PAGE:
Applying to an Open-Application Course

Upcoming Courses

The IWP has not yet announced upcoming open-application courses. Future announcements will be made on the IWP website and via email. If you would like to be added to our mailing list, please email Distance Learning Coordinator Susannah Shive at

Application Process

Each Open-Application Course will be taught entirely online and is free of charge. Anyone with an internet connection is encouraged to apply, regardless of where you live.

These courses will be taught in English and will be limited to fifteen writers by application only. International writers are encouraged to apply.

The courses are designed for experienced writers with an active commitment to studying and refining the practice of writing, but no previous experience is required.

To apply for upcoming courses, please send the following materials to

Application Materials

1. Resume or CV, 1 page

Please include your name, mailing address, email address, and telephone number.

2. Statement of Purpose, 1 page

In this statement, please describe what you hope to achieve by taking the Advanced Nonfiction Seminar and your previous experience or education, if any, in creative writing.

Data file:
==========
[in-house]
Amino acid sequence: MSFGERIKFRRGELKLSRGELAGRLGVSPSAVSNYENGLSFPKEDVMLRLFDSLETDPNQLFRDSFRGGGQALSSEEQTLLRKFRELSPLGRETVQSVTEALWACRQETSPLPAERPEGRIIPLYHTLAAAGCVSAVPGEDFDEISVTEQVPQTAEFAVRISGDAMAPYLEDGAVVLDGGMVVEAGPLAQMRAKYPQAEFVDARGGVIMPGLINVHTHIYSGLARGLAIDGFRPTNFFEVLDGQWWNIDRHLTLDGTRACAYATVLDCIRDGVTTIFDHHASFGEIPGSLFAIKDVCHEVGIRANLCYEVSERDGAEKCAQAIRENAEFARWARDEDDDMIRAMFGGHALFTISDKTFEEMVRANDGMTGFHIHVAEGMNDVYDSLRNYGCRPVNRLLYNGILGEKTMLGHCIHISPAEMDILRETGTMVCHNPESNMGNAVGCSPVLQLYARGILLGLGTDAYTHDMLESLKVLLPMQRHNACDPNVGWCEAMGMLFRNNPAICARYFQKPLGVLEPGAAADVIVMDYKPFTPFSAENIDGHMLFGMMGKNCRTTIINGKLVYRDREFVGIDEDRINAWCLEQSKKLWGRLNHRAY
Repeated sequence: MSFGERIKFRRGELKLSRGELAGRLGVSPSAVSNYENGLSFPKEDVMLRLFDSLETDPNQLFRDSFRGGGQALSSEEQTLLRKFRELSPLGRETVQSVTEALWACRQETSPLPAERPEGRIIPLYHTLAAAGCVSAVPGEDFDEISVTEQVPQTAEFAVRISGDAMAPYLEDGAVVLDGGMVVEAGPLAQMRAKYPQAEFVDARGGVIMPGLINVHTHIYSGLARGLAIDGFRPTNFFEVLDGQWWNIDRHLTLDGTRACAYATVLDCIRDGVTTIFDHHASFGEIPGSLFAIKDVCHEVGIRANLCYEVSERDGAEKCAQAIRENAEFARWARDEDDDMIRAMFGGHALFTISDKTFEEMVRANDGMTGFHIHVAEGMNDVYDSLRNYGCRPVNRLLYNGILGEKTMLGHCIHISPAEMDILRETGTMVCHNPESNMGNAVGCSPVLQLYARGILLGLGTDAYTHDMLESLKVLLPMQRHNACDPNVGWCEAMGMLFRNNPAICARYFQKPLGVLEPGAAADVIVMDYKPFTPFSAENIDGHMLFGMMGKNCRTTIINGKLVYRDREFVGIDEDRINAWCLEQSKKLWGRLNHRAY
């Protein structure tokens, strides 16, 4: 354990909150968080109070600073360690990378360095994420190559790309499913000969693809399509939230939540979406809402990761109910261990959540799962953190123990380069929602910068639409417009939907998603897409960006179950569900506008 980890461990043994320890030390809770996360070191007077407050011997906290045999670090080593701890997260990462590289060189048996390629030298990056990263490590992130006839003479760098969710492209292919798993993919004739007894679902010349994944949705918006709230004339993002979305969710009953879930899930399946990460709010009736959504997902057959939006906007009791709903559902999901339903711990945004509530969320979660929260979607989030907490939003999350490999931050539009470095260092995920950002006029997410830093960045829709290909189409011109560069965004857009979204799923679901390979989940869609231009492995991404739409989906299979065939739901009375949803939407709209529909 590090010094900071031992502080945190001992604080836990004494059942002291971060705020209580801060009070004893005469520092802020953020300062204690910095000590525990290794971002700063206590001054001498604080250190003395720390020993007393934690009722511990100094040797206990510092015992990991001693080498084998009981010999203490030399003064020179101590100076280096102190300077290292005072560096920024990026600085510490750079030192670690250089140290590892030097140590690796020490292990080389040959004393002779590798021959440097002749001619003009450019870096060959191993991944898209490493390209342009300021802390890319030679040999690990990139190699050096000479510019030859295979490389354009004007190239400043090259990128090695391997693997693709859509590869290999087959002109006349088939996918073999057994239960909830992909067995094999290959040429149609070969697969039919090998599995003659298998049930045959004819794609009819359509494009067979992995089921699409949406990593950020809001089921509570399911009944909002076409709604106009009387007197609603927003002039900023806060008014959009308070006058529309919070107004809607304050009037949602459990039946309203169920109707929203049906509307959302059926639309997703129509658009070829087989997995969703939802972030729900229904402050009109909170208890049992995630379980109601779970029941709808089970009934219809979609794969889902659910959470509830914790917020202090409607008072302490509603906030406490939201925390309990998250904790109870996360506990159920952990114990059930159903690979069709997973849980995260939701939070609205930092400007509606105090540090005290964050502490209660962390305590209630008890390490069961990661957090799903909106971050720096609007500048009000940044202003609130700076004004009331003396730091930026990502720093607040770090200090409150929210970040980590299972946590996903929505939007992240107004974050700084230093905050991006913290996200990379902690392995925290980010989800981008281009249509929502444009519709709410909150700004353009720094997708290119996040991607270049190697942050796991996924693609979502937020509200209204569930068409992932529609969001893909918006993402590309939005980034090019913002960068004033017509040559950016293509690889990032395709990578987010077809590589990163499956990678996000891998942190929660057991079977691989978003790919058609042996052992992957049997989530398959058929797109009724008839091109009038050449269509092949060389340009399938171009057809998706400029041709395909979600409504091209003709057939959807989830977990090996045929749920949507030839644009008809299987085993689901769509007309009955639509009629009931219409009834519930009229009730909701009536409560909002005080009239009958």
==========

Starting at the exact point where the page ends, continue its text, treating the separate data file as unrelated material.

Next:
3. Nonfiction Writing Sample, 3 pages maximum

The writing sample must be nonfiction and your own original work. You are welcome to submit published or unpublished work.

All materials must be Word or PDF documents.


Please contact distance learning coordinator Susannah Shive at

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  • Ranjit Hoskote’s speech at the 2024 Goa Literary Festival addresses the current situation in Gaza.

  • In NY Times, Bina Shah worries about the state of Pakistani—and American—democracy.

  • “I went to [Ayodhya] to think about what it means to be an Indian and a Hindu... ”  A new essay by critic and novelist Chandrahas Choudhury.

  • In the January 2024 iteration of the French/English non-fiction site Frictions, T J Benson writes about “Riding Afrobeats Across the World.” Also new, a next installment in the bilingual series featuring work by students from Paris VIII’s Creative Writing program and the University of Iowa’s NFW program.

  • in NYTimes, Sanam Maher examines a new book about women defending themselves when the justice system in their country won’t.

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